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In January, for instance, a coalition of far-flung groups with like-minded purposes--the Alliance for Traditional Marriage, Citizens for Community Values--got together in Memphis. Their nine-hour meeting spawned the National Campaign to Protect Marriage.

Bill Horn, an activist affiliated with a Lancaster anti-gay rights group called “The Report,” directed the coalition’s first major effort. On the eve of this year’s Iowa caucuses, Horn persuaded most of the Republican presidential candidates, including Dole, to endorse a “Marriage Protection Resolution” defining legal marriage as: “one man and one woman as husband and wife.” About 2,000 people including a large media contingent attended the group’s rally in Des Moines.

A USA Today/CNN/Gallup poll in March showed 68% of respondents rejecting same-sex marriage. Even in Hawaii, 71% of people polled by the Honolulu Advertiser last month said they opposed it.

But David Smith, an official with the Human Rights Campaign, the nation’s largest gay and lesbian advocacy group, thinks the opposition will lose ground as the gay marriage debate churns. People are bound to notice, Smith says, “that gay people do have strong families . . . that we live lives very similar to theirs, lives that are the antithesis of how they portray us: wild, single-minded, promiscuous.”

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Activists who support expanding gay rights say that sexual orientation is an inherent human quality and thus no more a moral issue than the color of one’s eyes.

Those who oppose the idea of rights based on a person’s sexuality tend to argue that homosexuality is biblically proscribed behavior, which, like all sin, one can choose or refuse.

The scientific jury is still out on possible biological origins of homosexuality, and the marriage issue is only widening the religious schism.

When the 1,750-member Central Conference of American Rabbis passed a resolution endorsing legal homosexual marriages, Rabbi Jerome Davidson said: “If two people love each other and create a lasting, binding relationship, they deserve to have their religion’s blessing.”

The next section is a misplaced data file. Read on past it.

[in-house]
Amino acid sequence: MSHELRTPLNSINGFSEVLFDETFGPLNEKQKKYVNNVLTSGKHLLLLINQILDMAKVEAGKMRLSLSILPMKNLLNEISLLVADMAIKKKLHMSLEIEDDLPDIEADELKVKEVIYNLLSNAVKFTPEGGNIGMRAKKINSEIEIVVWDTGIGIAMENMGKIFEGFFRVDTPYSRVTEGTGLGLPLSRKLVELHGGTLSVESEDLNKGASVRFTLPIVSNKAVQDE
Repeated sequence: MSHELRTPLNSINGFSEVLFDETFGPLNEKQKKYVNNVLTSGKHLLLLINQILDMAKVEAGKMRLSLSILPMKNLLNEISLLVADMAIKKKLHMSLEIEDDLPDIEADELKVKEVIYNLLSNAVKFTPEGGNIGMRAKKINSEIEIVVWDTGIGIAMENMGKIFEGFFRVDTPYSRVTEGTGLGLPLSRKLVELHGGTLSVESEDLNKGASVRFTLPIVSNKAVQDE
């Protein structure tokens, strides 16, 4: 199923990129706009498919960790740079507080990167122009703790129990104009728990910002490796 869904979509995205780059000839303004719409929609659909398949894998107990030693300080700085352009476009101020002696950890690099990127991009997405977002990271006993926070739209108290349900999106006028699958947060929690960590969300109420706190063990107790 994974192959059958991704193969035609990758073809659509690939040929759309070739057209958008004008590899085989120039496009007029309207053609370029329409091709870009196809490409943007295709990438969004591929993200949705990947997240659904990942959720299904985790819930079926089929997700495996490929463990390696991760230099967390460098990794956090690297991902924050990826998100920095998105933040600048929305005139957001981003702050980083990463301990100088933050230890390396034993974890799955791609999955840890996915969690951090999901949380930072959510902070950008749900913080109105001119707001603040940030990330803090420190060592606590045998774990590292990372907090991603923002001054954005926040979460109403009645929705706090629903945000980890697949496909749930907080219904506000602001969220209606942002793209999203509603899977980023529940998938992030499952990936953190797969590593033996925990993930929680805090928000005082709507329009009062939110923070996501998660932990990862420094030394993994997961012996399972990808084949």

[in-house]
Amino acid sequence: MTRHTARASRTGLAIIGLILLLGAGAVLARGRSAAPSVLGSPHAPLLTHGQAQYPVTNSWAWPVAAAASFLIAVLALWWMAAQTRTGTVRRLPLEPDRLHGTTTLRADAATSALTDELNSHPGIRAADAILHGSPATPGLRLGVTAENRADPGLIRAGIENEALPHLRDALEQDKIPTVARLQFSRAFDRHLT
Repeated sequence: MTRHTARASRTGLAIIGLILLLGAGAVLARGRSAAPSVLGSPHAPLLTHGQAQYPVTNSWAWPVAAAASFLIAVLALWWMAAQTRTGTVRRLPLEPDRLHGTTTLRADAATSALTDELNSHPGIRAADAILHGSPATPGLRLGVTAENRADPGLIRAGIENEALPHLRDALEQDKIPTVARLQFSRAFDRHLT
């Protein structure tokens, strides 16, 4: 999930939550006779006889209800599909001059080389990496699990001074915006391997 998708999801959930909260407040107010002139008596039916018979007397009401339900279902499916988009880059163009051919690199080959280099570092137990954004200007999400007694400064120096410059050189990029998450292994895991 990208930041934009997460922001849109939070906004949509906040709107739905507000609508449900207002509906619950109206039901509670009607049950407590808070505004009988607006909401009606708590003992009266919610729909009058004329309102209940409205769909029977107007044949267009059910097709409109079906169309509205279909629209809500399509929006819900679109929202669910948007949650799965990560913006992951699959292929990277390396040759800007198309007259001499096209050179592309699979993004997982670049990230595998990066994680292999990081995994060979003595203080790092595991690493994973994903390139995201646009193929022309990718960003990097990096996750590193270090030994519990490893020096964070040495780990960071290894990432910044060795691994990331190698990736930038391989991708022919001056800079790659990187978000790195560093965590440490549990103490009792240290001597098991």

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On the other hand, Richard Land, president of the Southern Baptist Convention’s Christian Life Commission, recently said that legalizing same-sex marriage would be “an unmitigated moral, social and societal disaster.”

Which is why the political debate tends to focus on the pragmatic. Practically speaking, legalization of same-sex marriage would have an array of repercussions. Tax rates, insurance payments, property rights, child custody disputes and social security benefits are just a few matters that would be affected.

Many social conservatives, however, say they are motivated by deeper concerns.

At the Des Moines rally, for instance, the audience cheered approval as an organizer read Dole’s letter of support. " . . . It is now no longer a matter of dispute,” the GOP candidate wrote, “that many of the social ills that plague our society--violent crime, drug abuse, welfare dependency--are directly linked with the collapse of the two-parent family.”

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And Dole made clear that the sort of two-parent family America needs to fix its problems is strictly the “husband and wife” kind.

But there is a contrary, yet decidedly conservative argument for expanding that view, argues Andrew Sullivan, the editor of the New Republic.

“Even in our society as it is, many gay and lesbian relationships are virtual textbooks of monogamous commitment,” Sullivan writes in his book, “Virtually Normal--An Argument About Homosexuality.” Expanding legal marriage to include same-sex couples, he says, would bring that group more securely into the cultural fold, healing old wounds and strengthening the social fabric.

Few social conservatives begrudge gay couples “their own ceremony of some kind--that’s their own business,” says Robert Knight, of the Family Research Council in Washington. “But when you bring the law into it, you force it on everyone . . . that has huge consequences.”

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“I find it amazing,” Knight says, “that some radical judges in Hawaii may get to dictate the moral code for the entire nation, against the will of the vast majority.”